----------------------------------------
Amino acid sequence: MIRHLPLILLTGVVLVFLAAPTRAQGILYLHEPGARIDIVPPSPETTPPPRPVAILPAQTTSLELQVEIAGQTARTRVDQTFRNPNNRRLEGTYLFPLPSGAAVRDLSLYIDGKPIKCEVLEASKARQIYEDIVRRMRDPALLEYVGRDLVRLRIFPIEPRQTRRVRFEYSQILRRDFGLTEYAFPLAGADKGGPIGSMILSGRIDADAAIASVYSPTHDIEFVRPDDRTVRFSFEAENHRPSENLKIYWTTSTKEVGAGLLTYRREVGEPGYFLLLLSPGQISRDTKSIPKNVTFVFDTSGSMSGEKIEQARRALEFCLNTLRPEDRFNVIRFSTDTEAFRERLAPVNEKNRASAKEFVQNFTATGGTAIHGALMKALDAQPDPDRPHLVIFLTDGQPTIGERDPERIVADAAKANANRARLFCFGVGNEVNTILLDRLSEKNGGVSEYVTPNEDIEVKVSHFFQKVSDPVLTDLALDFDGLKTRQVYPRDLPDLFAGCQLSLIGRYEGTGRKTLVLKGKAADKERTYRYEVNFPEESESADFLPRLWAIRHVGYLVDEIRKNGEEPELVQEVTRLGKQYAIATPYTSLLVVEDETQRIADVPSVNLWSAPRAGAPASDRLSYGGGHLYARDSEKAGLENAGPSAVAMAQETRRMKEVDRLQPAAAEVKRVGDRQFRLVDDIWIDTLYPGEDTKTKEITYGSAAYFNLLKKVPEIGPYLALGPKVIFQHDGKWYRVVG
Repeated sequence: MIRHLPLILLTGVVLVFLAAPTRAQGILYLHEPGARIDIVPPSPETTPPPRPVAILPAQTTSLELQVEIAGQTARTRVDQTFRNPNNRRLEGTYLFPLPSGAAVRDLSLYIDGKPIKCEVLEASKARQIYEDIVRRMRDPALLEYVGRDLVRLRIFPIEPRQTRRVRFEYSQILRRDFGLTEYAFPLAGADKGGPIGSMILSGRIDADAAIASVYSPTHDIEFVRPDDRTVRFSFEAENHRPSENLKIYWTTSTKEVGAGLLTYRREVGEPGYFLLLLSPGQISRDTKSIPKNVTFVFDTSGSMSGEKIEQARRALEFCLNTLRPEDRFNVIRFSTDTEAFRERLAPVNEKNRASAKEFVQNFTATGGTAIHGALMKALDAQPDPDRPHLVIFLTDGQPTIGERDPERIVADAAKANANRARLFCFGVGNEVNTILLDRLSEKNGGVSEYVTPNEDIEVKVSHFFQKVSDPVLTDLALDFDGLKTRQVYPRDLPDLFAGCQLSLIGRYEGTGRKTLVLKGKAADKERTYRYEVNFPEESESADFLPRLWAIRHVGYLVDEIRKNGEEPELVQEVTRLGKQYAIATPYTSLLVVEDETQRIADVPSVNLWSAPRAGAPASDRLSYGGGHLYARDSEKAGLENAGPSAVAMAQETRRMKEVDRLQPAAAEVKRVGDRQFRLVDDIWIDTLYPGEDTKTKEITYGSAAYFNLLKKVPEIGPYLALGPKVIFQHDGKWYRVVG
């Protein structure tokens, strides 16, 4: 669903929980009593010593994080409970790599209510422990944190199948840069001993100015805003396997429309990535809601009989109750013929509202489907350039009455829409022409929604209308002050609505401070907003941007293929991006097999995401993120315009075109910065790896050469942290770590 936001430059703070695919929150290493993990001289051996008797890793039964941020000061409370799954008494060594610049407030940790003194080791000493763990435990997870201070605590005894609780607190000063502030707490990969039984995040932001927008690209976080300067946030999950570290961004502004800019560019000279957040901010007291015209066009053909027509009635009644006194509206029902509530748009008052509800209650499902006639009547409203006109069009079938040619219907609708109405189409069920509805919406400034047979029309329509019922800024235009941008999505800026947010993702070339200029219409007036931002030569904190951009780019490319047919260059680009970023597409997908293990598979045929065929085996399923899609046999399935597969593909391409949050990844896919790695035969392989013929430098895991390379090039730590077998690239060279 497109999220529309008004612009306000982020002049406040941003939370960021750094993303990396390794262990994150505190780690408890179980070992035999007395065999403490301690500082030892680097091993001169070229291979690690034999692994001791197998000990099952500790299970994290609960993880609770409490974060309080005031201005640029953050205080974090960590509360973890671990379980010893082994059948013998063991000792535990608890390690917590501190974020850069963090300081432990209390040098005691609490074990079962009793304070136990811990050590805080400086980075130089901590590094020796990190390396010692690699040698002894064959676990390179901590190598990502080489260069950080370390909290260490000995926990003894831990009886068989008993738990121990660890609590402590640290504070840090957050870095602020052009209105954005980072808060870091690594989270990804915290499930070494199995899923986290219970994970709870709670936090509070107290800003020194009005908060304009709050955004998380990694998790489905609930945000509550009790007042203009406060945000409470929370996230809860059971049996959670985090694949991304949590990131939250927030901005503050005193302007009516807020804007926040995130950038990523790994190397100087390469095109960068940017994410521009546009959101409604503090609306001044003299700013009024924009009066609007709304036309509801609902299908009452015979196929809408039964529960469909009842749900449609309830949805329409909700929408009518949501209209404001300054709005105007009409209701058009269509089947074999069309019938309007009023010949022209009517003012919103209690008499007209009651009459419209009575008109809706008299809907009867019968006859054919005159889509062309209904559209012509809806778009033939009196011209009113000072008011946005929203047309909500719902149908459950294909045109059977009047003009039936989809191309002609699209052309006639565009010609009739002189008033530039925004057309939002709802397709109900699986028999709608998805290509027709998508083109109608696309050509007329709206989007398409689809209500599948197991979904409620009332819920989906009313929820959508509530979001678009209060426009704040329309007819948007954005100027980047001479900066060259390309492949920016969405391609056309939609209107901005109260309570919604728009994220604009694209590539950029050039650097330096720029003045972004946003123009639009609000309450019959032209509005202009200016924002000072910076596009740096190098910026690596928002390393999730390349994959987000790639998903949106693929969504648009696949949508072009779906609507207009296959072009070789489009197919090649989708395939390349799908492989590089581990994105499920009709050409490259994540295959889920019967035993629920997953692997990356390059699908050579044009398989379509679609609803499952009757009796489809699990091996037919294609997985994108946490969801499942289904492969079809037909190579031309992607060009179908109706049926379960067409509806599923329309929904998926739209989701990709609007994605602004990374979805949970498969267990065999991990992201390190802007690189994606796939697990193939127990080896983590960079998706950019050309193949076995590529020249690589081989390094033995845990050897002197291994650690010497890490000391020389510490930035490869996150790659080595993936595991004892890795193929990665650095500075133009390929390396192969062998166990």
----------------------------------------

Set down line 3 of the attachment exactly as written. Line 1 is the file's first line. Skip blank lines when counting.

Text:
């Protein structure tokens, strides 16, 4: 669903929980009593010593994080409970790599209510422990944190199948840069001993100015805003396997429309990535809601009989109750013929509202489907350039009455829409022409929604209308002050609505401070907003941007293929991006097999995401993120315009075109910065790896050469942290770590 936001430059703070695919929150290493993990001289051996008797890793039964941020000061409370799954008494060594610049407030940790003194080791000493763990435990997870201070605590005894609780607190000063502030707490990969039984995040932001927008690209976080300067946030999950570290961004502004800019560019000279957040901010007291015209066009053909027509009635009644006194509206029902509530748009008052509800209650499902006639009547409203006109069009079938040619219907609708109405189409069920509805919406400034047979029309329509019922800024235009941008999505800026947010993702070339200029219409007036931002030569904190951009780019490319047919260059680009970023597409997908293990598979045929065929085996399923899609046999399935597969593909391409949050990844896919790695035969392989013929430098895991390379090039730590077998690239060279 497109999220529309008004612009306000982020002049406040941003939370960021750094993303990396390794262990994150505190780690408890179980070992035999007395065999403490301690500082030892680097091993001169070229291979690690034999692994001791197998000990099952500790299970994290609960993880609770409490974060309080005031201005640029953050205080974090960590509360973890671990379980010893082994059948013998063991000792535990608890390690917590501190974020850069963090300081432990209390040098005691609490074990079962009793304070136990811990050590805080400086980075130089901590590094020796990190390396010692690699040698002894064959676990390179901590190598990502080489260069950080370390909290260490000995926990003894831990009886068989008993738990121990660890609590402590640290504070840090957050870095602020052009209105954005980072808060870091690594989270990804915290499930070494199995899923986290219970994970709870709670936090509070107290800003020194009005908060304009709050955004998380990694998790489905609930945000509550009790007042203009406060945000409470929370996230809860059971049996959670985090694949991304949590990131939250927030901005503050005193302007009516807020804007926040995130950038990523790994190397100087390469095109960068940017994410521009546009959101409604503090609306001044003299700013009024924009009066609007709304036309509801609902299908009452015979196929809408039964529960469909009842749900449609309830949805329409909700929408009518949501209209404001300054709005105007009409209701058009269509089947074999069309019938309007009023010949022209009517003012919103209690008499007209009651009459419209009575008109809706008299809907009867019968006859054919005159889509062309209904559209012509809806778009033939009196011209009113000072008011946005929203047309909500719902149908459950294909045109059977009047003009039936989809191309002609699209052309006639565009010609009739002189008033530039925004057309939002709802397709109900699986028999709608998805290509027709998508083109109608696309050509007329709206989007398409689809209500599948197991979904409620009332819920989906009313929820959508509530979001678009209060426009704040329309007819948007954005100027980047001479900066060259390309492949920016969405391609056309939609209107901005109260309570919604728009994220604009694209590539950029050039650097330096720029003045972004946003123009639009609000309450019959032209509005202009200016924002000072910076596009740096190098910026690596928002390393999730390349994959987000790639998903949106693929969504648009696949949508072009779906609507207009296959072009070789489009197919090649989708395939390349799908492989590089581990994105499920009709050409490259994540295959889920019967035993629920997953692997990356390059699908050579044009398989379509679609609803499952009757009796489809699990091996037919294609997985994108946490969801499942289904492969079809037909190579031309992607060009179908109706049926379960067409509806599923329309929904998926739209989701990709609007994605602004990374979805949970498969267990065999991990992201390190802007690189994606796939697990193939127990080896983590960079998706950019050309193949076995590529020249690589081989390094033995845990050897002197291994650690010497890490000391020389510490930035490869996150790659080595993936595991004892890795193929990665650095500075133009390929390396192969062998166990």